Both worlds are located in a single revolving set, a red velvet-draped room on one side, a pine-panelled wall on the other. (Like a few other design touches, this would have had greater cultural resonance in Salzburg than WC2). A Little Mermaid statue sits on a table with nymph-shaped legs. Angela Gheorghiu’s prompt box becomes a portal to the underwater world.
Rusalka begins the story as a child, rolling around the floor in a sparkly fish tail and playing with her stuffed cat toy. Projections of marine life scud across the wall in a SpongeBob SquarePants sort of a way. A huge ghostly jellyfish is the strangely appropriate background for Rusalka’s Song to the Moon.
A shoe cabinet full of glamorous heels evokes Rusalka’s dream, but Jezibaba’s crippled leg suggests a darker reality. To turn Rusalka into a human, Jezibaba’s tomcat claws off her mermaid tail and rapes her as the orchestra pound out savage folk rhythms. Any shock value is diluted by casting a dancer in a panto costume as the cat – the violent assault becomes disturbingly funny.
As Rusalka enters the Prince’s palace, the Kitchen Boy disembowels a white doe – a forewarning of Rusalka’s fate. The Prince’s entourage in their Jankers and dirndls (Salzburg again) are shown as a hypocritical bunch of bible bashers.
The final act finds the ruined Rusalka back home. But home has been transformed into a tawdry brothel. The Wood Nymphs are barely-clothed prostitutes and Jezibaba is the Madam, sprawled on a shrink-wrapped sofa with a (live) black cat commandeering audience attention for its five minutes of onstage fame.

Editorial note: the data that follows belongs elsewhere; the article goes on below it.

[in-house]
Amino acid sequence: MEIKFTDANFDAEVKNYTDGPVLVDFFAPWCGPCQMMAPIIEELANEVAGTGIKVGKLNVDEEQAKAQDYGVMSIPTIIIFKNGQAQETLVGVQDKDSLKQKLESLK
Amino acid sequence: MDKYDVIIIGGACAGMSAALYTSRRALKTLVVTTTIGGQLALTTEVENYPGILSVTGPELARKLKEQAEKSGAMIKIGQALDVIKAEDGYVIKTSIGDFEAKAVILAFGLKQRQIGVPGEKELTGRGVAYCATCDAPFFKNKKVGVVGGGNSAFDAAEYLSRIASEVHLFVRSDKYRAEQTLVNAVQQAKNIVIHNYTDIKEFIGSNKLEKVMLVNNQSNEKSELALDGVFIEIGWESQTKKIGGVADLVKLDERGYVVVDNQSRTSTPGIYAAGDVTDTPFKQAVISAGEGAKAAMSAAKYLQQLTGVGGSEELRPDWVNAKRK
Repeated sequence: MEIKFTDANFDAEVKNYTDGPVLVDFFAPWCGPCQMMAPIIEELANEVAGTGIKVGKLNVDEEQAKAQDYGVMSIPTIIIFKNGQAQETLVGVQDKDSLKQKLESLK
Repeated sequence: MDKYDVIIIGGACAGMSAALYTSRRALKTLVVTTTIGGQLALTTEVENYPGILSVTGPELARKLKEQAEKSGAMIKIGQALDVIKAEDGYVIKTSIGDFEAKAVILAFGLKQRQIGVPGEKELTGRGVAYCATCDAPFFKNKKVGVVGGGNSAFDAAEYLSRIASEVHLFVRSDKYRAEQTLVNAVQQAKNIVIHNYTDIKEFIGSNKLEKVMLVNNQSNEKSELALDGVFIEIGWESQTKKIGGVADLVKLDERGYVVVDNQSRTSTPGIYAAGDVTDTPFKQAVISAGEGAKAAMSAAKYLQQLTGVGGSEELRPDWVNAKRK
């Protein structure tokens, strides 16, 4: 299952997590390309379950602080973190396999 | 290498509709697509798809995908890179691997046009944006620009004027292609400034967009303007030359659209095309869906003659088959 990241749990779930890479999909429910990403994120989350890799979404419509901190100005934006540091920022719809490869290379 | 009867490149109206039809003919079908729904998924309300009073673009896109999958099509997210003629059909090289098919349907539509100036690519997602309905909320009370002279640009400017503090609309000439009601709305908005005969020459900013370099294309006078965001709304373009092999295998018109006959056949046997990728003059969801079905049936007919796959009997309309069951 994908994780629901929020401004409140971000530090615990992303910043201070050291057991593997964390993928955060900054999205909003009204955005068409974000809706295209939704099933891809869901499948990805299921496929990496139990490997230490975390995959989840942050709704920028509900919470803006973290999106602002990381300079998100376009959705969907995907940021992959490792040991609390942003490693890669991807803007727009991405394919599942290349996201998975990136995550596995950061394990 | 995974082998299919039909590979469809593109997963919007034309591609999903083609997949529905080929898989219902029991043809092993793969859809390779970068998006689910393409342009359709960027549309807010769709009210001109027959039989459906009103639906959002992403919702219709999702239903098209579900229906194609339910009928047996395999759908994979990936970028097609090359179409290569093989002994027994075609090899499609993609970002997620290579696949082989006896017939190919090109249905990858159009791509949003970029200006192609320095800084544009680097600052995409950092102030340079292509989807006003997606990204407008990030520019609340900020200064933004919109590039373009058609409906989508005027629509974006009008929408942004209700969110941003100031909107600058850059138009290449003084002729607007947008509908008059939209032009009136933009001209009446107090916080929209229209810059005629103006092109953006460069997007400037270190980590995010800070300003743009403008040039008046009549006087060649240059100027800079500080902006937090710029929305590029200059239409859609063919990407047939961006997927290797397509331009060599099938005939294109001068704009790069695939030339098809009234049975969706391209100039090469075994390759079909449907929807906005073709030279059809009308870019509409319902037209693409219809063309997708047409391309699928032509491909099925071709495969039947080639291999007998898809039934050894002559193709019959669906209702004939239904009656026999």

Rusalka stabs herself and dies, but rises zombie-like to exact the Prince’s final doom. You won’t find this in any standard synopsis. It’s generally assumed (though, importantly, never said) that Rusalka is ‘undead’ throughout. But Wieler and Morabito’s version fits so precisely with both music and text, especially Rusalka’s chilling final words, that it seems more natural than the usual reading.
Musical values were exceptionally high thanks mostly to Nézet-Séguin’s command of score and orchestra. His attention to detail paid off in a fabulously homogenous string sound and superb balance. I have doubts about the cogency of his symphonic interpretations (like his meandering Bruckner 9 with the LPO a couple of weeks back) but he seems psychically attuned to the ebb and flow of dramatic narrative. Orchestra and singers occasionally drifted apart but there was never any let-up in the pulse and energy.
Camilla Nylund’s bleached silvery soprano was ideally suited to the title role, though she sometimes struggled against Nézet-Séguin’s no-holds-barred dynamics. Bryan Hymel gave the best performance I’ve ever heard from him, unvaried in colour perhaps, but not lacking in passion and commitment. Alan Held was a suitably dolorous Vodnik, and the trio of Anna Devin, Madeleine Pierard and Justina Gringyte impressed as the scantily-clad Wood Nymphs. Agnes Zwierko’s Jezibaba struck a fine balance between comedy and menace, and it was simply a luxury to have the eminent Wagnerian Petra Lang as the Foreign Princess.
*Warning* if you’re going – the performance is nearly 3 and half hours long, which is about 30 minutes longer than the ROH advance publicity suggested. Nézet-Séguin doesn’t dawdle, so my guess is he may have cancelled some initially-planned cuts.
UPDATE – check out Jessica Duchen’s in-depth interview with co-director Sergio Morabito.
production photos (above) – Clive Barda for Royal Opera House
curtain call photos (below) – intermezzo.typepad.com